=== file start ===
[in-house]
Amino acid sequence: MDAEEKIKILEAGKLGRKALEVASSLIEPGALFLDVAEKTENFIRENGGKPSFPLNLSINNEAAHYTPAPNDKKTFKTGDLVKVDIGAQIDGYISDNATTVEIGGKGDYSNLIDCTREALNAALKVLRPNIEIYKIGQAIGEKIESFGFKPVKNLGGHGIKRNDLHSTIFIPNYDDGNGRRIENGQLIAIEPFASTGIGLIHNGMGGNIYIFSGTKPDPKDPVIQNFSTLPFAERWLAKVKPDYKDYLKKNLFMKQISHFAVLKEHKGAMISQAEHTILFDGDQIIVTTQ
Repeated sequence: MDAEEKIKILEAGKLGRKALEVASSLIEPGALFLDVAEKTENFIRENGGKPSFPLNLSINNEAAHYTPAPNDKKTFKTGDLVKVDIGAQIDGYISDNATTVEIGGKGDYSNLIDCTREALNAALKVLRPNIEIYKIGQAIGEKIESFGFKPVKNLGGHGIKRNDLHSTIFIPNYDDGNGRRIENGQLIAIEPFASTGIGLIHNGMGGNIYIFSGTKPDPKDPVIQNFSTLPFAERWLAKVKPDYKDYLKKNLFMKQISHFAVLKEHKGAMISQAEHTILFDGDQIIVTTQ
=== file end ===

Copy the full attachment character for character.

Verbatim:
[in-house]
Amino acid sequence: MDAEEKIKILEAGKLGRKALEVASSLIEPGALFLDVAEKTENFIRENGGKPSFPLNLSINNEAAHYTPAPNDKKTFKTGDLVKVDIGAQIDGYISDNATTVEIGGKGDYSNLIDCTREALNAALKVLRPNIEIYKIGQAIGEKIESFGFKPVKNLGGHGIKRNDLHSTIFIPNYDDGNGRRIENGQLIAIEPFASTGIGLIHNGMGGNIYIFSGTKPDPKDPVIQNFSTLPFAERWLAKVKPDYKDYLKKNLFMKQISHFAVLKEHKGAMISQAEHTILFDGDQIIVTTQ
Repeated sequence: MDAEEKIKILEAGKLGRKALEVASSLIEPGALFLDVAEKTENFIRENGGKPSFPLNLSINNEAAHYTPAPNDKKTFKTGDLVKVDIGAQIDGYISDNATTVEIGGKGDYSNLIDCTREALNAALKVLRPNIEIYKIGQAIGEKIESFGFKPVKNLGGHGIKRNDLHSTIFIPNYDDGNGRRIENGQLIAIEPFASTGIGLIHNGMGGNIYIFSGTKPDPKDPVIQNFSTLPFAERWLAKVKPDYKDYLKKNLFMKQISHFAVLKEHKGAMISQAEHTILFDGDQIIVTTQ